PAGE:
In her early 20s, Terry Garrett had four children, a crack cocaine addiction and was often living on the streets of Alexandria, engaged in criminal activity to support her drug habit.
Now 11 years sober, she has her own home, a job and enjoys a close relationship with her three daughters and 13 grandchildren. (Her son was killed in 2013.) “I just refuse to go back to the lifestyle that I used to know—I refuse,” she says. “I have too much to lose today.”
In Their Own Words, a free public event co-sponsored by local philanthropy group Giving Circle of Hope and the Reston-Herndon branch of the American Association of University Women, will give formerly incarcerated women the chance to share their stories at 10 a.m. on Saturday, Jan. 28, at Refraction in Reston Town Center.
The featured speakers are alumni or current residents of Guest House, a temporary residence in Alexandria that offers services to recently incarcerated women as they transition back into their communities. Since 1974, the organization has assisted roughly 3,500 women, who arrive at Guest House from a local jail or prison after completing an application process.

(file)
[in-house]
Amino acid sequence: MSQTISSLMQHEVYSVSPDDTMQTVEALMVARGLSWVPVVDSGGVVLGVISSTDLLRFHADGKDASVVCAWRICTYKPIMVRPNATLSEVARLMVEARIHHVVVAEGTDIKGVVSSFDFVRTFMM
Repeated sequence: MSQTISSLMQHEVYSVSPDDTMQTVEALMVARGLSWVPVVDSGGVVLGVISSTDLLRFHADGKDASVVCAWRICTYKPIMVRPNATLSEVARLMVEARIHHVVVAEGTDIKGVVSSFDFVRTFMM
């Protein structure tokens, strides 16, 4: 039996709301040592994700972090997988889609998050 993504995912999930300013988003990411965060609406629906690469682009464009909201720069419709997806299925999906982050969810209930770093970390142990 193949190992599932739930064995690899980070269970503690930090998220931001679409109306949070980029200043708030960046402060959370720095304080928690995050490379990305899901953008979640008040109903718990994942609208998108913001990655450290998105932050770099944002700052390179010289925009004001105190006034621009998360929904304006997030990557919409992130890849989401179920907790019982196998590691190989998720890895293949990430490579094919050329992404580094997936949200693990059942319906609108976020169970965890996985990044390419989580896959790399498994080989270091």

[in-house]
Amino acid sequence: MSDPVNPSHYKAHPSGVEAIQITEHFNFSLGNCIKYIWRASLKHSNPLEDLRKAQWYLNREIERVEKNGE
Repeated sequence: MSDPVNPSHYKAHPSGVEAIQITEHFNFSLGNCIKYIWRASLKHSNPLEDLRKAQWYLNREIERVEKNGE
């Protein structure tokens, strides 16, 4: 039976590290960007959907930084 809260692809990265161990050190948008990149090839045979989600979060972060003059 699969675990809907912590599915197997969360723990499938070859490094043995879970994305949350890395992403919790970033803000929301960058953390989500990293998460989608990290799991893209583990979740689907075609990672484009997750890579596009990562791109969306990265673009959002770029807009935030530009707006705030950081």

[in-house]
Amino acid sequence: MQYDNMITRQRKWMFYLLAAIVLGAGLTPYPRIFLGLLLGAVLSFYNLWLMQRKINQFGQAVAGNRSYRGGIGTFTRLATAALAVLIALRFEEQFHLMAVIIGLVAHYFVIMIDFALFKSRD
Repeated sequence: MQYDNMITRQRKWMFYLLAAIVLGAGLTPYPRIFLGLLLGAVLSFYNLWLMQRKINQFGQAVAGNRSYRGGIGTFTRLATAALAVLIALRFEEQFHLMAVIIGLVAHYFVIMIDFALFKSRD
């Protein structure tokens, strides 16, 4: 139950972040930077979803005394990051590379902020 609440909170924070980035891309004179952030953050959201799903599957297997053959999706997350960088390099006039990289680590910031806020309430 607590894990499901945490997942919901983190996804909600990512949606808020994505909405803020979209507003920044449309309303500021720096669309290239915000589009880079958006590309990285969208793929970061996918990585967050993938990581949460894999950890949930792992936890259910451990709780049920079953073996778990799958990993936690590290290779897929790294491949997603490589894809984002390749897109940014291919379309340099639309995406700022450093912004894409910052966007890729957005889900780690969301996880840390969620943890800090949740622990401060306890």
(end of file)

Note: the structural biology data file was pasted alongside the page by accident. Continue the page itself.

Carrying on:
Kari Galloway, executive director of Friends of Guest House, says the War on Drugs launched in the 1980s is partly to blame for the dramatic increase in nonviolent female offenders. She says those policy changes “put over 800 percent more women behind bars than ever before.” About 50 percent of federal prisoners and 15 percent of state prisoners were serving time in 2015 for drug violations, according to a report from the Bureau of Justice Statistics.
In their applications for Guest House, many women write about the trauma they have experienced. “Nobody comes here who’s had a gentle, peaceful life. They just haven’t,” Galloways says. “And it’s important to talk about that and to get it out because for the first time, maybe in your entire life, you have an opportunity to do that.”